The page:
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St. Urho's Day | March 16, 2013



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The Origin of St. Urho

St. UrhoThe legend of St. Urho is not the product of one person, but of many. The original character is usually traced to Virginia, Minnesota, but like most good legends, there have been many voices in creating the history of St. Urho.
St. Urho was created by Richard Mattson, who worked at Ketola's Department Store in Virginia, Minnesota. Mattson is generally credited with conjuring up a Finnish counterpart to St. Patrick in the spring of 1956. Just as Patrick had driven the snakes from Ireland, Mattson's saint drove a plague of frogs from Finland. There were several Finnish names suggested, but Saint Ero or Saint Jussi, or even Toivo or Eino, just didn't have the correct ring of a saintly name. Urho Kekkonen became president of Finland in 1956, and some believe that is where the name came from. Others say that Kekkonen was called "Saint Urho" by the citizens of Finland, and the name was attached to Mattson's legend.
Gene McCavic took the St. Urho legend and, with help from Mattson, wrote an "Ode to St. Urho". It told of a boy ("poika", Finnish for "boy") named Urho who got strong on sour whole milk ("feelia sour") and fish soup ("kala mojakka"). In the original, Urho chases out "tose 'Rogs" (those frogs) with his loud voice. The original Ode also celebrates St. Urho's Tay as "twenty-fourth of May". The original poem was written on a piece of wrapping paper, and is on display at Ironworld Discovery Center in Chisolm, Minnesota.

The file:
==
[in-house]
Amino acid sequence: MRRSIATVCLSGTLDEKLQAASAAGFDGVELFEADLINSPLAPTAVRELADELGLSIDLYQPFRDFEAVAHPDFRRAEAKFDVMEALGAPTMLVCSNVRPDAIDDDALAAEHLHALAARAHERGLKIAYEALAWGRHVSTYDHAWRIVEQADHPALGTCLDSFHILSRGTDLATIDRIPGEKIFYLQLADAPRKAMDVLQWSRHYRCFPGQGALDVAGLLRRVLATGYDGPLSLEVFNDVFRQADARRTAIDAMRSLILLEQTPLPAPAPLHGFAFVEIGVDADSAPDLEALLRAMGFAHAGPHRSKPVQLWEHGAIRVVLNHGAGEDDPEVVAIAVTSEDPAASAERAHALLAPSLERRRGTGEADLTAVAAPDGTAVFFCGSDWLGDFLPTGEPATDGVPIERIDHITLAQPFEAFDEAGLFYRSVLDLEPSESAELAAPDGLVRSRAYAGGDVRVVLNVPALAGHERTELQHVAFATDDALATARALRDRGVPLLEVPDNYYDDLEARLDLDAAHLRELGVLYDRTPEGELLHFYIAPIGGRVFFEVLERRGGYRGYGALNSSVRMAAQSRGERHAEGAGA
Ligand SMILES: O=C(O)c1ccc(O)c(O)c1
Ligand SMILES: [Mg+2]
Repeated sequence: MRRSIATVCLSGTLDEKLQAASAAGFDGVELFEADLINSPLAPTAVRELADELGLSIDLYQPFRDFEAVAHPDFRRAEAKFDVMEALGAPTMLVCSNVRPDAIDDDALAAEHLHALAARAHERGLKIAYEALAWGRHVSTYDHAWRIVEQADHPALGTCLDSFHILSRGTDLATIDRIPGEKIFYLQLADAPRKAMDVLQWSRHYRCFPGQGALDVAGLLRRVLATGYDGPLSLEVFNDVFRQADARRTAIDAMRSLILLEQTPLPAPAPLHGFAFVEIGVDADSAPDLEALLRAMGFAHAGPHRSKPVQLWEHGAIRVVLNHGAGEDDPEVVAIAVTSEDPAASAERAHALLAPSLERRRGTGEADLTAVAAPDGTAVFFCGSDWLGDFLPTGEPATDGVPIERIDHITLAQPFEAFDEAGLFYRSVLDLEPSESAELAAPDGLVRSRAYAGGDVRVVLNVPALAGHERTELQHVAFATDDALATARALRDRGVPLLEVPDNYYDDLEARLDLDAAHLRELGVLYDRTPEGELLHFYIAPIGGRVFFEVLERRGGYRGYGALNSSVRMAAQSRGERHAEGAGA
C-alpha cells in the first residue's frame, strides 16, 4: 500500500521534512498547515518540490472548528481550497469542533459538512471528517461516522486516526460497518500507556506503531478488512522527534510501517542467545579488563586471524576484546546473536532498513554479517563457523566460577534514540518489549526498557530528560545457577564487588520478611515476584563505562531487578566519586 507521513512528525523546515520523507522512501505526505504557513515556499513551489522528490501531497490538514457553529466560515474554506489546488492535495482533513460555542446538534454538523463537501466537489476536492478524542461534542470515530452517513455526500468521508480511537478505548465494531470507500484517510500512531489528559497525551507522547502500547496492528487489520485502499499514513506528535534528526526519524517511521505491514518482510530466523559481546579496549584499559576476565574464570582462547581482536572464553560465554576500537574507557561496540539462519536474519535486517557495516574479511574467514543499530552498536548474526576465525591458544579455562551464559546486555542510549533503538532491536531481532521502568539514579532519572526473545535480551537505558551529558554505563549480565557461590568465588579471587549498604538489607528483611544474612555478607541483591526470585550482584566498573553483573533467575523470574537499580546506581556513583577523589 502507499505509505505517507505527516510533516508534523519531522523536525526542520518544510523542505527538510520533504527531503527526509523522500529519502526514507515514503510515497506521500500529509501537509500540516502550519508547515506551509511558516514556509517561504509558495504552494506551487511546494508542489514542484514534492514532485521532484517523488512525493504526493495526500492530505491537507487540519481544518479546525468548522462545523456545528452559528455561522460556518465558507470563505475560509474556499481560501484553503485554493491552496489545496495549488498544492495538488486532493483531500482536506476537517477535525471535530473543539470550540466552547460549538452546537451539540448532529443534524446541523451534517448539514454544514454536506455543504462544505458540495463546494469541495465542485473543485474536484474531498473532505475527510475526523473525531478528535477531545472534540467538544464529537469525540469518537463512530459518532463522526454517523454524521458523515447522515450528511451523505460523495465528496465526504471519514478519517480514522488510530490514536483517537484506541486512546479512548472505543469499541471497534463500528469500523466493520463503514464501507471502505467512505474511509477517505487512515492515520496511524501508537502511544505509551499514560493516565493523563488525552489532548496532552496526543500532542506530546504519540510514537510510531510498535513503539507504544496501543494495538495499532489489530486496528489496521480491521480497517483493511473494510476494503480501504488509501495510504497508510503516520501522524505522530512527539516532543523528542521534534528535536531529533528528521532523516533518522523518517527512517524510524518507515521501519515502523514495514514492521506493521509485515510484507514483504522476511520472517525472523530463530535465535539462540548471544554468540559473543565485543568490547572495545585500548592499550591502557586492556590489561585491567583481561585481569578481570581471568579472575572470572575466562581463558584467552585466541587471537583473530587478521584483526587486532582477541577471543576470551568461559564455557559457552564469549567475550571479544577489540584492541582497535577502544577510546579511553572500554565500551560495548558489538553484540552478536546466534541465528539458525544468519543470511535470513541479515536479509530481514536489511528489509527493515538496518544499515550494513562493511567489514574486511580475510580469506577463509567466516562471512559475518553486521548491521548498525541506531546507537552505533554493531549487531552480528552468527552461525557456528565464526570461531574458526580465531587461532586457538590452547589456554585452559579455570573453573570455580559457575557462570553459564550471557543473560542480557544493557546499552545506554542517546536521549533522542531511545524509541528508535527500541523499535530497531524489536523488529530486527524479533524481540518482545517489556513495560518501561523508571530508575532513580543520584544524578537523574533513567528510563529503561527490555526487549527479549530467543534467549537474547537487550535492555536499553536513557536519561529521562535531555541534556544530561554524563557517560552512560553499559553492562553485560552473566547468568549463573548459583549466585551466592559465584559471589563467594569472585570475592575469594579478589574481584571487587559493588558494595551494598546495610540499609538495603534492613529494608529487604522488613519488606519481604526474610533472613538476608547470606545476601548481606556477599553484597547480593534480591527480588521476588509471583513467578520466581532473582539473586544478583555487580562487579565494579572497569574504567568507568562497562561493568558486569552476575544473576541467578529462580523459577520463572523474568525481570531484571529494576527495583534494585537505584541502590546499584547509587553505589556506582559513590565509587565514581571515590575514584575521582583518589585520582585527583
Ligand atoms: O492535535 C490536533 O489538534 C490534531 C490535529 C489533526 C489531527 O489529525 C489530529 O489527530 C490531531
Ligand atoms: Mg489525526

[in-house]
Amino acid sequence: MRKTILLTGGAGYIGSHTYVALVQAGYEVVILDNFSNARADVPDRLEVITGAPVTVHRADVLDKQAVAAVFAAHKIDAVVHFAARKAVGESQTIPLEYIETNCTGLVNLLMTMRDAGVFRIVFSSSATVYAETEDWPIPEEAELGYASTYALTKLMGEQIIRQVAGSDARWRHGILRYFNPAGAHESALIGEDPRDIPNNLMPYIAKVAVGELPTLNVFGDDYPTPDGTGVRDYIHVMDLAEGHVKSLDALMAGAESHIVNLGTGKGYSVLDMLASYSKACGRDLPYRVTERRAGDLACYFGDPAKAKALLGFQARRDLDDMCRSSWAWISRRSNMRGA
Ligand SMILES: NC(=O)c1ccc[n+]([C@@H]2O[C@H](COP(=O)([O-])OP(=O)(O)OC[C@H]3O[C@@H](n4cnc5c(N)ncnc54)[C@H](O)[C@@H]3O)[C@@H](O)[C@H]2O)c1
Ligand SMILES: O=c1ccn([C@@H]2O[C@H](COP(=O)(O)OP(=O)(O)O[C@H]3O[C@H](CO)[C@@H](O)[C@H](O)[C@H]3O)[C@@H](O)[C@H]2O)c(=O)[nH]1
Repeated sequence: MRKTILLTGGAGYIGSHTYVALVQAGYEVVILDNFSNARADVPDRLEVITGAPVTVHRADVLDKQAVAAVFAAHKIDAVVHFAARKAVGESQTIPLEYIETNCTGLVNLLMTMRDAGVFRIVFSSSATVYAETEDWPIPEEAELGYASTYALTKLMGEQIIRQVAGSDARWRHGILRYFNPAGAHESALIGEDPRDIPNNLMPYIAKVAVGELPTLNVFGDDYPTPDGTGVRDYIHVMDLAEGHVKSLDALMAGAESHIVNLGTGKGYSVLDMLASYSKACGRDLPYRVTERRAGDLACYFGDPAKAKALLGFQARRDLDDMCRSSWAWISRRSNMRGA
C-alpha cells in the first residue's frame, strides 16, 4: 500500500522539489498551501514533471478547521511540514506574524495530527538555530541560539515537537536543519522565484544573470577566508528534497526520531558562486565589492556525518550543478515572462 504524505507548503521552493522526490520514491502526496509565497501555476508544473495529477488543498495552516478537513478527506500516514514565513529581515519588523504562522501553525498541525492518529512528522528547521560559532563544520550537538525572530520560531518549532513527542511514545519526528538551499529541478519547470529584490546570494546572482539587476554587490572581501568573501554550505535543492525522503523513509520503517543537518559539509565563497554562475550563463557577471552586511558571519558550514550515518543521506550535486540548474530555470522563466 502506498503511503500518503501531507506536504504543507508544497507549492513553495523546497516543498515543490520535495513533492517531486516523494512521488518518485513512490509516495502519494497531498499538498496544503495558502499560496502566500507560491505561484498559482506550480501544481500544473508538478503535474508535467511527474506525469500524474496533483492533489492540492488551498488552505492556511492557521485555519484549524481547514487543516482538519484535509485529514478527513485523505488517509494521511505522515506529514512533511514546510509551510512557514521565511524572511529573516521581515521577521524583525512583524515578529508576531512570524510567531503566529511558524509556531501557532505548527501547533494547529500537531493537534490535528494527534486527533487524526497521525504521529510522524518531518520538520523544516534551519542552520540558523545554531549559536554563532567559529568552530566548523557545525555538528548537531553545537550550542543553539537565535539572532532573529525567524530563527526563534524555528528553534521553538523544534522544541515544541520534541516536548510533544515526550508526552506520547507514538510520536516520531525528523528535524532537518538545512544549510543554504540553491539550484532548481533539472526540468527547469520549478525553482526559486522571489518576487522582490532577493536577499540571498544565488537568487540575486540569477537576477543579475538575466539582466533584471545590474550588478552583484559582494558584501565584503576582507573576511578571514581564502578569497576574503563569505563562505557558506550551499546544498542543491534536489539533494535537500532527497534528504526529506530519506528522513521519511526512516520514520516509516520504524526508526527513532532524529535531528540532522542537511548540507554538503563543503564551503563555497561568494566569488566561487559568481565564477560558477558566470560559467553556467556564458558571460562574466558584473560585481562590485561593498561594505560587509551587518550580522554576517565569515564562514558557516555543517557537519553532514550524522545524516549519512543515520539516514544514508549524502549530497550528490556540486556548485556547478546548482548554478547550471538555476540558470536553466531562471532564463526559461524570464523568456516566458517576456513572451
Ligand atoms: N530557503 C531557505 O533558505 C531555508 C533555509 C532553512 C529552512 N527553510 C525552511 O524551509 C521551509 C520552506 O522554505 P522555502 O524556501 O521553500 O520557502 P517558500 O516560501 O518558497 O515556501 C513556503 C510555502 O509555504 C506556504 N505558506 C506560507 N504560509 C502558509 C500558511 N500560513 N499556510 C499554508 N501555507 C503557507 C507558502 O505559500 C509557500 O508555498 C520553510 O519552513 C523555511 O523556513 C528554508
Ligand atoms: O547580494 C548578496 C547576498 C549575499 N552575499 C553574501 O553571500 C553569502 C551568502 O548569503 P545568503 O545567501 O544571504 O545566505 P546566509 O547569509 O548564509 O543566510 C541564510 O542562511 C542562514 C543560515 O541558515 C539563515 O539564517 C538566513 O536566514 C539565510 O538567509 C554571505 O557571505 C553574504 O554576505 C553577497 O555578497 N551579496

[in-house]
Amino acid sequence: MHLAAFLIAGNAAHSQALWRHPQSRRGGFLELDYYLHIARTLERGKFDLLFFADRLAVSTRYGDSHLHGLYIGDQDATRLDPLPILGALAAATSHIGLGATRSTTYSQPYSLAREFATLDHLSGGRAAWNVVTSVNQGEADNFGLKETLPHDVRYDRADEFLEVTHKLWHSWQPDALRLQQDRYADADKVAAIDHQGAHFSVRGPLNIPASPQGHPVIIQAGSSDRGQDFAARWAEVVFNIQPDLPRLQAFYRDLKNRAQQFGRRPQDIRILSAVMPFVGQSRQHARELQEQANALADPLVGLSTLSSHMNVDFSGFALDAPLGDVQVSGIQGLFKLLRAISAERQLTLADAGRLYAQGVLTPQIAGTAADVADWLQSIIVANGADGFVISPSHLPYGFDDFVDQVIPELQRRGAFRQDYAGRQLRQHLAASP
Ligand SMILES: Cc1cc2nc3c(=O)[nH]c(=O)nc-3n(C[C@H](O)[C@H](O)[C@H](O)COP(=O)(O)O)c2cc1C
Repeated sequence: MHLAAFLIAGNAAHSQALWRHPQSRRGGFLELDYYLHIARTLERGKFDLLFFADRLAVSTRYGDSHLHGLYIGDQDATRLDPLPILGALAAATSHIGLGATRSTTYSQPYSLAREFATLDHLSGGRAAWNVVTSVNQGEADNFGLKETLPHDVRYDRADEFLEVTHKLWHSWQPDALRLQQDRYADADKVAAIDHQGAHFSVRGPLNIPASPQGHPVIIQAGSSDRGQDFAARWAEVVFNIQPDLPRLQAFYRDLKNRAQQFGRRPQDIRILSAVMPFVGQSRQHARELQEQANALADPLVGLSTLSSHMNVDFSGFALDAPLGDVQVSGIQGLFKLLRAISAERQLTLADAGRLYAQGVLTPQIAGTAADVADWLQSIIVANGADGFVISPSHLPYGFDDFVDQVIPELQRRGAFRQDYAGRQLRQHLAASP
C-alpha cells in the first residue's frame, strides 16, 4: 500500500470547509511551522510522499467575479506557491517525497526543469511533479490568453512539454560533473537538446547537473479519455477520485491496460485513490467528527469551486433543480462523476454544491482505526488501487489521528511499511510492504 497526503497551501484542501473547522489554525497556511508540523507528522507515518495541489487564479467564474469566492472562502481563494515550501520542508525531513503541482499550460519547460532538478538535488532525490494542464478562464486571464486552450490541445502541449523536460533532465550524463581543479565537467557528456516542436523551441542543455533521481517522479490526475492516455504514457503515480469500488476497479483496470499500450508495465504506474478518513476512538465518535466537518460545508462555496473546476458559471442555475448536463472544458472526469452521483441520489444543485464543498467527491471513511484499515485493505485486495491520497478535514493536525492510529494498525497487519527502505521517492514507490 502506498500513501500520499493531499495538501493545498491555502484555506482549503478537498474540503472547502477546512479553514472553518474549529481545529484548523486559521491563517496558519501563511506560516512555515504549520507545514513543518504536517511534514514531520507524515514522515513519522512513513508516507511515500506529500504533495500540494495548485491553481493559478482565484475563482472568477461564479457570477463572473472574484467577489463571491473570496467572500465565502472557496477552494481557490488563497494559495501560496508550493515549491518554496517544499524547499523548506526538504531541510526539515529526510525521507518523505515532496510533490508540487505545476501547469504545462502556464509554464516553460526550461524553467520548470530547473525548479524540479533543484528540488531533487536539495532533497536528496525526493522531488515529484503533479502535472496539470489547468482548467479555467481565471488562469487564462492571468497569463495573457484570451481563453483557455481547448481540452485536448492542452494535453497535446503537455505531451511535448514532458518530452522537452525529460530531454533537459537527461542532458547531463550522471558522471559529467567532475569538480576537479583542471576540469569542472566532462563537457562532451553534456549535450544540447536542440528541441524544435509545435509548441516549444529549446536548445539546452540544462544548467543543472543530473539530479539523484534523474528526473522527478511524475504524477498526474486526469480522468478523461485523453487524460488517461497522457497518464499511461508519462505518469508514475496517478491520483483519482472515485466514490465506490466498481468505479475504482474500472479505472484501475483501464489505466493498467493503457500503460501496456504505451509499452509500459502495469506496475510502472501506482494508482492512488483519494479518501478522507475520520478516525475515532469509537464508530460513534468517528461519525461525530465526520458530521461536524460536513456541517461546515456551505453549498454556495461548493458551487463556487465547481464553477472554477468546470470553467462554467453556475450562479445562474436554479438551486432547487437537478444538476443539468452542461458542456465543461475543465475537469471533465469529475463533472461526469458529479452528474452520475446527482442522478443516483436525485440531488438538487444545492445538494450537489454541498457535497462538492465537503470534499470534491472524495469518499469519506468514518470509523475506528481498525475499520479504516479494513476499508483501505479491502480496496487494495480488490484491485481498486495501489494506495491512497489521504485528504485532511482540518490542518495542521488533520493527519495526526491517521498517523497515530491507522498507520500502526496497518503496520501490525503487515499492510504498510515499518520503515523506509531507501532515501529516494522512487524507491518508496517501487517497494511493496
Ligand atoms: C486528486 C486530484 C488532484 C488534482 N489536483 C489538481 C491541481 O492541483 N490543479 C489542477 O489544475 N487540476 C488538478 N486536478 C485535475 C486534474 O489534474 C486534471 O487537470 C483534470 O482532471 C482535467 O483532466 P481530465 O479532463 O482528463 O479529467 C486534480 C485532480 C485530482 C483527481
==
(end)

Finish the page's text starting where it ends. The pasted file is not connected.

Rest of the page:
[Brief note on the Finnish language: Finnish has several fewer consonants than English. Missing are B, C, D, and G. Consequently there are no sounds for those letters, and B becomes P, C becomes S or K, D becomes T, and G becomes K. When Finnish rally drivers talk about transmission problems with their cars, they refer to it as a "kearpox". There are also no articles in Finnish sentence structure -- the, a or an are not part of Finnish grammar.]
Also credited as the originator of the St. Urho legend is Dr. Sulo Havum�ki, a psychology professor at Bemidji State College in Bemidji, Minnesota. He is credited with changing the plague to grasshoppers, who were consuming the grape crop that would become wine in ancient Finland. (Pre-historic Finland was allegedly a much warmer place than it is today.) St. Urho's triumph was saving the vineyards and the jobs for those who picked the grapes. That is how St. Urho became the Patron Saint of Finnish Vineyard Workers.
The legend spread, originally across Minnesota to Finnish settlements on the Mesabi Iron Range, and to Menahga, New York Mills, Wolf Lake, and of course, Finland. St. Urho's Day is now celebrated in towns with Finnish heritage across Michigan's Upper Peninsula; Thunder Bay, Ontario; Burlington, Vermont; Butte, Montana; and Hood River, Oregon.
Today, the St. Urho tradition is carried on in many Finnish communities, sometimes as an excuse to add an extra day of rowdy celebration to the St. Patrick's Day festivities. In many Finnish-American communities, however, St. Urho's Day is the celebration, and St. Pat's feast day is merely an afterthought, a day to sleep off the hangover.
Timo Winkenen


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